kingdom principles for handling money

This blog’s been something of a ‘desert blog’ recently, and for this I apologise. There are three reasons. Firstly, I feel you’re probably still recovering from the deluge of posts that was Sabbath week. Secondly, I’ve been flapping about trying to prepare a couple of talks I’ve been asked to give. (Two in two days! Even my husband rarely does that, and he’s a paid-up preacher man.) Thirdly – I won’t lie – The Apprentice is back on.

Back to the talks. On Monday night I was privileged to go and speak to the wonderful students at my church on the tricky subject of money. God challenged me hugely as I was preparing it so, generous soul that I am, I thought I’d share the challenge here so you can all feel as uncomfortable about your riches as I’m feeling about mine right now. What follows is a slightly-adapted summary of what I spoke about last night.

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The passage was Matthew 6:19-34. I strongly encourage you to take a look before reading the following!

Jesus spoke these words as part of his famous ‘Sermon on the Mount’. Essentially, this sermon is his teaching about the Kingdom of heaven, giving us principles for Kingdom living here on earth – so it’s no surprise that money and possessions make an appearance, being something central to our lives. Sadly, whilst this is an incredibly famous passage, it’s one which we Christians don’t often take literally in our own lives.

1. Live Simply – “Do not store up for yourselves treasures on earth” (v.19)

What are your treasures, the things close to your heart? Fashion? Travel? Gadgets? Your home? It’s not wrong to enjoy the blessings God gives us, but this passage suggests that a proactive attitude towards the accumulation of possessions – storing them up for ourselves – is dangerous because it’s not secure. These things don’t last even on earth – they certainly don’t amount to anything in heaven, and this is where our treasure needs to be. A godly life is one of a lack of concern over possessions; it is to understand they they don’t satisfy us – only God does.

It might be easy to live simply now if you’re a student, or on a low income – you have no choice. But what about if/when your income is raised? What about when everyone around you is living a particular lifestyle? When it’s commonplace to have a designer wardrobe, or regularly eat out at expensive restaurants? How do we survive then? By trusting God to satisfy our souls. Get into habits of simple living now so that the temptation is easier to avoid later on. Plan what you need to live on, and stick to it. Don’t assume God wants you to spend all your income on yourself – if your life is God’s, then your money is too.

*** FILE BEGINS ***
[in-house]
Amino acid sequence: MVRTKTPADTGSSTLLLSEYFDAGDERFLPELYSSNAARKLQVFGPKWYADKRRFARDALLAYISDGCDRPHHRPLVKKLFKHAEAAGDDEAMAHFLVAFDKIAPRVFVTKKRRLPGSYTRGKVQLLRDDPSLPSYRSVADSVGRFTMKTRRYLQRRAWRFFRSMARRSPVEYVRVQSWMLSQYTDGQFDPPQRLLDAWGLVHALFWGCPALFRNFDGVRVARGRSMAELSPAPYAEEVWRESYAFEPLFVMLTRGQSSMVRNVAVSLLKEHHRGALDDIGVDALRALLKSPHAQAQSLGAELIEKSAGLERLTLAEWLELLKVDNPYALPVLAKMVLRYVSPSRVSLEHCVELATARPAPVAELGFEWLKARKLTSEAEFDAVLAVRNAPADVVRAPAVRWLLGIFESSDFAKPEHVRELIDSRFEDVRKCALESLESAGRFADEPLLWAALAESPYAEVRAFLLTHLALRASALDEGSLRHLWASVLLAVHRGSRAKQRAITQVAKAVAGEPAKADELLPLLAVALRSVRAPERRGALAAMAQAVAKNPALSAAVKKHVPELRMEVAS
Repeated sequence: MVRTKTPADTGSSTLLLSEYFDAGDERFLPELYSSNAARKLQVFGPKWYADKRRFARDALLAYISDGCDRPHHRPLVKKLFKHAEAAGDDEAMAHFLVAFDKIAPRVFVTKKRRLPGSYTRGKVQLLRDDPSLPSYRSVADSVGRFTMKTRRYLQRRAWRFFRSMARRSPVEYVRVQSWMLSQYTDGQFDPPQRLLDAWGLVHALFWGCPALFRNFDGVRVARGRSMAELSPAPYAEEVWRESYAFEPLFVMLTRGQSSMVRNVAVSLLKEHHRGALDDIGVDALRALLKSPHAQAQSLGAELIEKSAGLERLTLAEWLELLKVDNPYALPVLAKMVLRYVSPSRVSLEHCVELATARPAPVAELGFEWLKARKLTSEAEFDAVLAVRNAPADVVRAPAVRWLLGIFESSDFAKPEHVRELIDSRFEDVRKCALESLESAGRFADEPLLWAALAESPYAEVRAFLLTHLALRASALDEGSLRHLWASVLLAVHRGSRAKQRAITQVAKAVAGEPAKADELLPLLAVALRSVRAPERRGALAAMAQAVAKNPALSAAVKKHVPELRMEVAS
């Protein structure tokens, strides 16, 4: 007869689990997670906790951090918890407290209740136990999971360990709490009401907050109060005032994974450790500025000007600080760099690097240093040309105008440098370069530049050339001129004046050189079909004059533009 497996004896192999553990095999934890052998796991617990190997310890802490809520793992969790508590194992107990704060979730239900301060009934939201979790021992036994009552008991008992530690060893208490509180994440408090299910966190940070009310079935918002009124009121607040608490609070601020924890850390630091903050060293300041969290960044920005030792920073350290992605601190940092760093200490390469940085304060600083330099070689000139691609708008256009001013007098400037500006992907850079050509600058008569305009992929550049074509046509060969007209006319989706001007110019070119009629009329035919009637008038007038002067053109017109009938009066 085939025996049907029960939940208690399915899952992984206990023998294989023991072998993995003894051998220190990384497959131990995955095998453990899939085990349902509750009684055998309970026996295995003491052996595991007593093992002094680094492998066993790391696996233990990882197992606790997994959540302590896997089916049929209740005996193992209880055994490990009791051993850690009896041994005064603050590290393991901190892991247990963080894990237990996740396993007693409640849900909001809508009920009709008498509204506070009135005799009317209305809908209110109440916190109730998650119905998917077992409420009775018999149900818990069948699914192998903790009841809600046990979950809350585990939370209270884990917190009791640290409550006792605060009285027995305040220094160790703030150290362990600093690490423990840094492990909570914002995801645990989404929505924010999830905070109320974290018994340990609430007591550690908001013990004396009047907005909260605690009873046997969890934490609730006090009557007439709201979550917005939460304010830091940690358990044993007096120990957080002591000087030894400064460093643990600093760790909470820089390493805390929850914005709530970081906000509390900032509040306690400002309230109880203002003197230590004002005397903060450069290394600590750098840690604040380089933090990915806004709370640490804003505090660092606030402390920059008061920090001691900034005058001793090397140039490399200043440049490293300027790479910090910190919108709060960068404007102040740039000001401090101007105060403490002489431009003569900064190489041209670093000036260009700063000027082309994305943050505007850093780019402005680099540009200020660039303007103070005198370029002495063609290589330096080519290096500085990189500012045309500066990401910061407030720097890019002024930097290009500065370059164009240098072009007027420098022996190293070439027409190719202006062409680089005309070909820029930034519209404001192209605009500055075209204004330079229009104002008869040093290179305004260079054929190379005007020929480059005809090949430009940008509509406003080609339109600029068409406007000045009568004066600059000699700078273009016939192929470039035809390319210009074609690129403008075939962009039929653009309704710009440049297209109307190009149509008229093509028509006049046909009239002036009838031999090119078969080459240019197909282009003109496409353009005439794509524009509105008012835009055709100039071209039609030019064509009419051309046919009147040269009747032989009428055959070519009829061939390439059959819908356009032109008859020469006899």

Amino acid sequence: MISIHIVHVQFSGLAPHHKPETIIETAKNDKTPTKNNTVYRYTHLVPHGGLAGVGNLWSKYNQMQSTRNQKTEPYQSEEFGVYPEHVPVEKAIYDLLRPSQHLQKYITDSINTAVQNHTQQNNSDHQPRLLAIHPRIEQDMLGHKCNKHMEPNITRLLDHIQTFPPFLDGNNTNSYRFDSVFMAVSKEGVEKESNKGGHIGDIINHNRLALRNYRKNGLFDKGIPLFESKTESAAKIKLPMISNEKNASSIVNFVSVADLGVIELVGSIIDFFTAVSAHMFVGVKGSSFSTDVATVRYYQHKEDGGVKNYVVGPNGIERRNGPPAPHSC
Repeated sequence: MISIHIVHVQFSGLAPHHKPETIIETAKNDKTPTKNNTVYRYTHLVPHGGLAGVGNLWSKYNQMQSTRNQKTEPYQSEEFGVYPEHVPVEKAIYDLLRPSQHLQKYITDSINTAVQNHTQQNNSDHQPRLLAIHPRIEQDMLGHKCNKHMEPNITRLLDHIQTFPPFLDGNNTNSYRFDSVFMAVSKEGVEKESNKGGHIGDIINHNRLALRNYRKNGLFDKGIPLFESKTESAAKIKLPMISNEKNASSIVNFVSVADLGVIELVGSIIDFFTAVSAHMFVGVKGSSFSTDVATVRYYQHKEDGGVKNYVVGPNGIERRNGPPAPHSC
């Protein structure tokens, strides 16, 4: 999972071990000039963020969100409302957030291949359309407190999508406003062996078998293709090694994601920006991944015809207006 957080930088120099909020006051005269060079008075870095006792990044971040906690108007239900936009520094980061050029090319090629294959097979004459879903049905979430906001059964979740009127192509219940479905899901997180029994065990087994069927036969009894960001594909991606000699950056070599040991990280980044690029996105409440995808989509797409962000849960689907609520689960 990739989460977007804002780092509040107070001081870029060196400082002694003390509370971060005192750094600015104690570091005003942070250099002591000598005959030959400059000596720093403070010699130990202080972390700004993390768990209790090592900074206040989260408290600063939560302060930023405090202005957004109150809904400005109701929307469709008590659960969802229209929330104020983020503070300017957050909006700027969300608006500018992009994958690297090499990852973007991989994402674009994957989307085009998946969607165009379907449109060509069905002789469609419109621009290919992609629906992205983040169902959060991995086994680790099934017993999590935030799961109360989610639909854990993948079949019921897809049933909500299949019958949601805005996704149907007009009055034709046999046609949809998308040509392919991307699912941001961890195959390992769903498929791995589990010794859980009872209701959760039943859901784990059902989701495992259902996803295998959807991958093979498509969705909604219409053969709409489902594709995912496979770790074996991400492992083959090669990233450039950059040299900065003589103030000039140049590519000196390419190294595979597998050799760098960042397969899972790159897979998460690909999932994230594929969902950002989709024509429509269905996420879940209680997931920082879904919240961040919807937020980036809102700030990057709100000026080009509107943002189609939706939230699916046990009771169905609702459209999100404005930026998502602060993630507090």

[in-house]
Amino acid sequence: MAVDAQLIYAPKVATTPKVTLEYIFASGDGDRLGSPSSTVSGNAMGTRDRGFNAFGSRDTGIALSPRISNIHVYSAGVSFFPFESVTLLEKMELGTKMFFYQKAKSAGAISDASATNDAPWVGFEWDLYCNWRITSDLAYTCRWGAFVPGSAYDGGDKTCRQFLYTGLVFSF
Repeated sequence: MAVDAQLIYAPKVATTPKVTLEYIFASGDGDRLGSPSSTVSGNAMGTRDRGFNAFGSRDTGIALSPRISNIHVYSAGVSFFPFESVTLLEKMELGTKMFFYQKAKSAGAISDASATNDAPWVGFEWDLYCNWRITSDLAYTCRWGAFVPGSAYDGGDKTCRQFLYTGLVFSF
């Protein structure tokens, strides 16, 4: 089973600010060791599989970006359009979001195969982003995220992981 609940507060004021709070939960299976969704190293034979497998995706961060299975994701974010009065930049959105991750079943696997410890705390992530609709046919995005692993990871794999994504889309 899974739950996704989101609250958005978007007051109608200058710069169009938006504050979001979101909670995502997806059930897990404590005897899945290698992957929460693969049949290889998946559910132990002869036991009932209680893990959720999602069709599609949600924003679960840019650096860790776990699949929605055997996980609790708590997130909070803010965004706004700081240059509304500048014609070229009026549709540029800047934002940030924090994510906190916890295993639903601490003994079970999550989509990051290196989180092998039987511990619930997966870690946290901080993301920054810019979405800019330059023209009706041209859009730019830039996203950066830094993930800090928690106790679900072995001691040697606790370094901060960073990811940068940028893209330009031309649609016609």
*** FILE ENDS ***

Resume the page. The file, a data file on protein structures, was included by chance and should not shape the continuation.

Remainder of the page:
For this reason, avoid unnecessary debt (store cards, buying on credit, etc – not student loans/mortgages, which usually aren’t avoidable!) – debt assumes a future which, as a Christian, you can’t predict. You don’t know what God has planned for your next step – but debt can limit what He wants to do with you.*

A year ago, Al and I reviewed our finances. From a human perspective, there was no need – we were happy with the amount we were giving, and there was plenty left for us. But God prompted us to raise our giving, so we did. However we didn’t alter our lifestyle – with the result that our bank balance tipped into the red a few times over the year. A ‘logical’, human perspective would say: “You’re giving too much. Lower your giving.” But God says: “You’re spending too much. Live more simply.” So now we live on a much-reduced budget than one year ago. I don’t tell you this story to show off, as if we were a brilliant model of simple living, because I know that millions around the world would weep if they saw our lifestyle. I’m utterly convinced that God will continue to call us to live more simply in the future. But I tell you this story to demonstrate how careful we need to be that we don’t use our money to ‘store up treasures on earth’ just because we can afford to.

The preacher and church leader Charles Simeon, who ministered around 200 years ago, had a great attitude to spending: he aimed to “practise frugality with himself, generosity to friends and family, and liberality to the poor”. What an excellent model!

2) Give Generously – “Store up for yourselves treasures in heaven” (v. 20)